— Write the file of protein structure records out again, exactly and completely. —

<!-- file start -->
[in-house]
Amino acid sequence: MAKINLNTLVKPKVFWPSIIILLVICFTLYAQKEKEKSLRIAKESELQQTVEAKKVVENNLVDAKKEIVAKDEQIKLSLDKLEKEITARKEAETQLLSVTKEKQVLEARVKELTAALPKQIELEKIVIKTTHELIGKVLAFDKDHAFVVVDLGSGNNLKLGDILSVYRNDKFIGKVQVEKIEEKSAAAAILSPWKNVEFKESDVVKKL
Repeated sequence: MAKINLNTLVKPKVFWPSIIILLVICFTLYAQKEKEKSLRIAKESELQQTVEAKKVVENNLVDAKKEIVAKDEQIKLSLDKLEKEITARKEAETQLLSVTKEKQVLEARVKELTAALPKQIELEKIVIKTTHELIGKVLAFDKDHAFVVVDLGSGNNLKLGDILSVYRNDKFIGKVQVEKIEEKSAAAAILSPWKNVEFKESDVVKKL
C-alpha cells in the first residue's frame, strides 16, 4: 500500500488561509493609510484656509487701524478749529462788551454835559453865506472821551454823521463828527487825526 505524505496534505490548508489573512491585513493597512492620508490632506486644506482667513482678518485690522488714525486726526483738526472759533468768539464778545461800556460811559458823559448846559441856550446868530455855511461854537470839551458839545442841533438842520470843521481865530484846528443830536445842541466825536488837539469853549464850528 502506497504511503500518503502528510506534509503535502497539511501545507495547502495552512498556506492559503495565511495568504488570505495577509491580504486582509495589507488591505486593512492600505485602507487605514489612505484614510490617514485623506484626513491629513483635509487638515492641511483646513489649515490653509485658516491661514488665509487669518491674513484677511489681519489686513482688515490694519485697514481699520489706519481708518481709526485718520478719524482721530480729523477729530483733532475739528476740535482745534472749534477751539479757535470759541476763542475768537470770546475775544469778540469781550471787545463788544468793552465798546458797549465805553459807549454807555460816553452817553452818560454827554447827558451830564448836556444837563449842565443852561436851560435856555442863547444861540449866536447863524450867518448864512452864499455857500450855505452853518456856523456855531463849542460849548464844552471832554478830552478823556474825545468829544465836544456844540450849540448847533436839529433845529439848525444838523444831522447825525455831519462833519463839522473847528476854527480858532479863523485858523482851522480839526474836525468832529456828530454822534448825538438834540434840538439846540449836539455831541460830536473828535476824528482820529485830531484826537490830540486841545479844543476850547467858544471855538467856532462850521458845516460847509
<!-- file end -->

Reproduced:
[in-house]
Amino acid sequence: MAKINLNTLVKPKVFWPSIIILLVICFTLYAQKEKEKSLRIAKESELQQTVEAKKVVENNLVDAKKEIVAKDEQIKLSLDKLEKEITARKEAETQLLSVTKEKQVLEARVKELTAALPKQIELEKIVIKTTHELIGKVLAFDKDHAFVVVDLGSGNNLKLGDILSVYRNDKFIGKVQVEKIEEKSAAAAILSPWKNVEFKESDVVKKL
Repeated sequence: MAKINLNTLVKPKVFWPSIIILLVICFTLYAQKEKEKSLRIAKESELQQTVEAKKVVENNLVDAKKEIVAKDEQIKLSLDKLEKEITARKEAETQLLSVTKEKQVLEARVKELTAALPKQIELEKIVIKTTHELIGKVLAFDKDHAFVVVDLGSGNNLKLGDILSVYRNDKFIGKVQVEKIEEKSAAAAILSPWKNVEFKESDVVKKL
C-alpha cells in the first residue's frame, strides 16, 4: 500500500488561509493609510484656509487701524478749529462788551454835559453865506472821551454823521463828527487825526 505524505496534505490548508489573512491585513493597512492620508490632506486644506482667513482678518485690522488714525486726526483738526472759533468768539464778545461800556460811559458823559448846559441856550446868530455855511461854537470839551458839545442841533438842520470843521481865530484846528443830536445842541466825536488837539469853549464850528 502506497504511503500518503502528510506534509503535502497539511501545507495547502495552512498556506492559503495565511495568504488570505495577509491580504486582509495589507488591505486593512492600505485602507487605514489612505484614510490617514485623506484626513491629513483635509487638515492641511483646513489649515490653509485658516491661514488665509487669518491674513484677511489681519489686513482688515490694519485697514481699520489706519481708518481709526485718520478719524482721530480729523477729530483733532475739528476740535482745534472749534477751539479757535470759541476763542475768537470770546475775544469778540469781550471787545463788544468793552465798546458797549465805553459807549454807555460816553452817553452818560454827554447827558451830564448836556444837563449842565443852561436851560435856555442863547444861540449866536447863524450867518448864512452864499455857500450855505452853518456856523456855531463849542460849548464844552471832554478830552478823556474825545468829544465836544456844540450849540448847533436839529433845529439848525444838523444831522447825525455831519462833519463839522473847528476854527480858532479863523485858523482851522480839526474836525468832529456828530454822534448825538438834540434840538439846540449836539455831541460830536473828535476824528482820529485830531484826537490830540486841545479844543476850547467858544471855538467856532462850521458845516460847509